5:45 Thank God for Western medicine, I [Jill] don’t hate doctors, but movement medicine is very potent and it works. More often than not people get the runaround and are not given the opportunity to first fix how they’re moving before they are putting bandaids on it with medications or with surgery.

6:10 Jill tells the story of her mother who spent 5 months being given the runaround. When she had nerve pain down her arm, she was first put on a cancer medication for a skin condition, and it took that long (5 months) for them to give her an MRI to find stenosis in her neck. In her first session of physical therapy she felt better

8:18 We can interrupt the movement patterns that lead to that kind of pain by making a better choice now in how we’re moving.

8:54 Jill tells the story of how and why she began practicing yoga at age 11 to cope with a very stressful childhood

9:58 How the Jane Fonda workout and the Raquel Welch yoga video were her way in to falling in love with movement, since she began as a very sedentary kid who was really out of touch with her body.

10:46 Fast forward to college where Jill was studying dance and movement and studying shiatsu on the side. She found her way to the Omega Institute and her teacher and mentor, Glenn Black at age 19.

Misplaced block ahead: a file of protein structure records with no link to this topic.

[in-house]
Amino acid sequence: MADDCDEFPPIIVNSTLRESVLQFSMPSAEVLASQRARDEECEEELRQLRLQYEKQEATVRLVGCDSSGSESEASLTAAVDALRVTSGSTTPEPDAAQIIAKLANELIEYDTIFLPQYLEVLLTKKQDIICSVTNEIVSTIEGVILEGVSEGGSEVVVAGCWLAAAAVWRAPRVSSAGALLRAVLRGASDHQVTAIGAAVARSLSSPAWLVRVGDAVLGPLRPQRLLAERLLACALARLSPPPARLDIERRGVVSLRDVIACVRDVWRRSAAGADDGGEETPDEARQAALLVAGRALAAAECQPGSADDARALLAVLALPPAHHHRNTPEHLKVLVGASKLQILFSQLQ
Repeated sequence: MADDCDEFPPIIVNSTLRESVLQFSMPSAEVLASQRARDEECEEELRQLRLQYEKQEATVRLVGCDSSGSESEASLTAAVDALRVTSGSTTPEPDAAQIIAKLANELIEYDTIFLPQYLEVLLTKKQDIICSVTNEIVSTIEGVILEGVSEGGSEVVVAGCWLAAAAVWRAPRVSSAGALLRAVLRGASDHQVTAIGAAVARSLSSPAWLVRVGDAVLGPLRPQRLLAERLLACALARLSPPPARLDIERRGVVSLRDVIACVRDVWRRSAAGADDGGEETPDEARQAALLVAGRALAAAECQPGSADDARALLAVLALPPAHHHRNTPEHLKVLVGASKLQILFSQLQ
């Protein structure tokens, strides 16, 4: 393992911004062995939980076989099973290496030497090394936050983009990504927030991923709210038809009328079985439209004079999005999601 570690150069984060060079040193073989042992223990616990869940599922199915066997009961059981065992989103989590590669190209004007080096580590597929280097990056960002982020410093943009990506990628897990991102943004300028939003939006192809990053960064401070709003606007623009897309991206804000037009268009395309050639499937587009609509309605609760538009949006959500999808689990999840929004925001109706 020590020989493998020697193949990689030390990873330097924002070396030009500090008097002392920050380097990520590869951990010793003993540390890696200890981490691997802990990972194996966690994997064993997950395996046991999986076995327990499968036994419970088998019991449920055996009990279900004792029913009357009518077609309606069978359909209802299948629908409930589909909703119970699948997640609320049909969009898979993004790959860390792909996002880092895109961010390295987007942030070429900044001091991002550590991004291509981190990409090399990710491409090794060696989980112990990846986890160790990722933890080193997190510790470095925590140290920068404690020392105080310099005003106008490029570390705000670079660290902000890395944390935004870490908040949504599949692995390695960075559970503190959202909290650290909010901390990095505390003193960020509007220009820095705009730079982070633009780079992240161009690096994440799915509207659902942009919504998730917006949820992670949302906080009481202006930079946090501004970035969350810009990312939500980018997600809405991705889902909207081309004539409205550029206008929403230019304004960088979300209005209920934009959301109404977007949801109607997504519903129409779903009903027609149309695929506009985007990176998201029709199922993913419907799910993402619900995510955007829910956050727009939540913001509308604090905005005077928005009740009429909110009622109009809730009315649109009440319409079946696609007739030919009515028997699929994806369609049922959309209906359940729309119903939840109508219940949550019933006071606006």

11:31 Glenn Black specializes in human movement and does a hands on therapeutic modality called Body Tuning, which is a physical therapy approach created by Shmuel Tatz who is based in NYC.

12:08 Her early yoga training with Glenn Black involved a lot of hands on bodywork from him, to manipulate the tissues manually so that people’s movement could change.

13:00 Seeing how soft tissue work was intertwined with your physical practice from this early age influenced her development of Yoga Tune Up therapy balls and their various derivatives

14:11 Equinox fitness clubs is now rolling out her therapy ball program (heh heh pun intended) which she has created for them

14:40 I mention that I don’t know if I would be able to continue practicing at the volume that I do as a Rolfing practitioner without YTU and the therapy balls in my life.

16:03 There are techniques that change you neurologically. There are techniques that decohere soft tissues. This doesn’t have to be the domain just behind a clinicians door. These are things anyone can do for themselves to help themselves heal.

16:53 You are not off limits to yourself. It’s not their [the clinicians] right to touch you exclusively. This is true empowerment